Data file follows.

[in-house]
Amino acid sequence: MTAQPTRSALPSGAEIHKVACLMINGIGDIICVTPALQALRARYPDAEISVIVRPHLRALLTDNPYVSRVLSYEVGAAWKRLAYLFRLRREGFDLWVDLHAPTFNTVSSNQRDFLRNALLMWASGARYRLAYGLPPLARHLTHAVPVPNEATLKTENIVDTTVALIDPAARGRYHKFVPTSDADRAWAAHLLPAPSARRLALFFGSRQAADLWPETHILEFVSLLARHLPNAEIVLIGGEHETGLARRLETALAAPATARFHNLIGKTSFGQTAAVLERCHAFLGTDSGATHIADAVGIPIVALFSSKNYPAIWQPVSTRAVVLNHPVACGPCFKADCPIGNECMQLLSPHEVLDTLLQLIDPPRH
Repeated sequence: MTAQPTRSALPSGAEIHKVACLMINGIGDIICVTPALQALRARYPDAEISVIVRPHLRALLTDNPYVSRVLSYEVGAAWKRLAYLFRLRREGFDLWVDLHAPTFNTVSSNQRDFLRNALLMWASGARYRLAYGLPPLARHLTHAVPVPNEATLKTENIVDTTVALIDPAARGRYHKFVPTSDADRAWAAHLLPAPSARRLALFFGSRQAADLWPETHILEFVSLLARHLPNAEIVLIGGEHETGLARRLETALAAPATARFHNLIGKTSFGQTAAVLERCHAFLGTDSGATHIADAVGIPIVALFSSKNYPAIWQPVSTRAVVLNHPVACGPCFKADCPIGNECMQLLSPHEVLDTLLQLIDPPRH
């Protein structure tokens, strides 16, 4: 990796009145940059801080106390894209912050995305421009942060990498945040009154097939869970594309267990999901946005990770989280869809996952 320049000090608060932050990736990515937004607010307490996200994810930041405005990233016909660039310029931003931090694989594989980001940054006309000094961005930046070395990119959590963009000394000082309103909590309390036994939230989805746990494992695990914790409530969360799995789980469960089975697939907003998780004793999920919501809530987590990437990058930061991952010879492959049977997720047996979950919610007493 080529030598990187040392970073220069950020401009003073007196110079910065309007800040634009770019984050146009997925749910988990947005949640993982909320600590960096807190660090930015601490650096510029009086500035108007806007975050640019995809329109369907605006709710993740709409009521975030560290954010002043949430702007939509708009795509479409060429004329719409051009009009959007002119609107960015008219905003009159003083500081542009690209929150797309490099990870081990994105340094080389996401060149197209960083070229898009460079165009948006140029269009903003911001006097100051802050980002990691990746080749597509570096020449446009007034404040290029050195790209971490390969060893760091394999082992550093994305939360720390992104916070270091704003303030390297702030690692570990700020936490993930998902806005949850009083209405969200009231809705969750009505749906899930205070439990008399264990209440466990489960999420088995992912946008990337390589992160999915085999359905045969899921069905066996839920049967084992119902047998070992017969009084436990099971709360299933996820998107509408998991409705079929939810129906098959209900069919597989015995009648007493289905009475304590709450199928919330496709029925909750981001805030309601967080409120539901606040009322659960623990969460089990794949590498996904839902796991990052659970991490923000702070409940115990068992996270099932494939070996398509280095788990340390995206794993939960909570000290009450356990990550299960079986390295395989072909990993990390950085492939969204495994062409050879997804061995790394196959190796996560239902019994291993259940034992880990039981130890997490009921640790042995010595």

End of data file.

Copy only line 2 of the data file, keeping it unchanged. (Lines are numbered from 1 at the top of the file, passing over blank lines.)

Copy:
Amino acid sequence: MTAQPTRSALPSGAEIHKVACLMINGIGDIICVTPALQALRARYPDAEISVIVRPHLRALLTDNPYVSRVLSYEVGAAWKRLAYLFRLRREGFDLWVDLHAPTFNTVSSNQRDFLRNALLMWASGARYRLAYGLPPLARHLTHAVPVPNEATLKTENIVDTTVALIDPAARGRYHKFVPTSDADRAWAAHLLPAPSARRLALFFGSRQAADLWPETHILEFVSLLARHLPNAEIVLIGGEHETGLARRLETALAAPATARFHNLIGKTSFGQTAAVLERCHAFLGTDSGATHIADAVGIPIVALFSSKNYPAIWQPVSTRAVVLNHPVACGPCFKADCPIGNECMQLLSPHEVLDTLLQLIDPPRH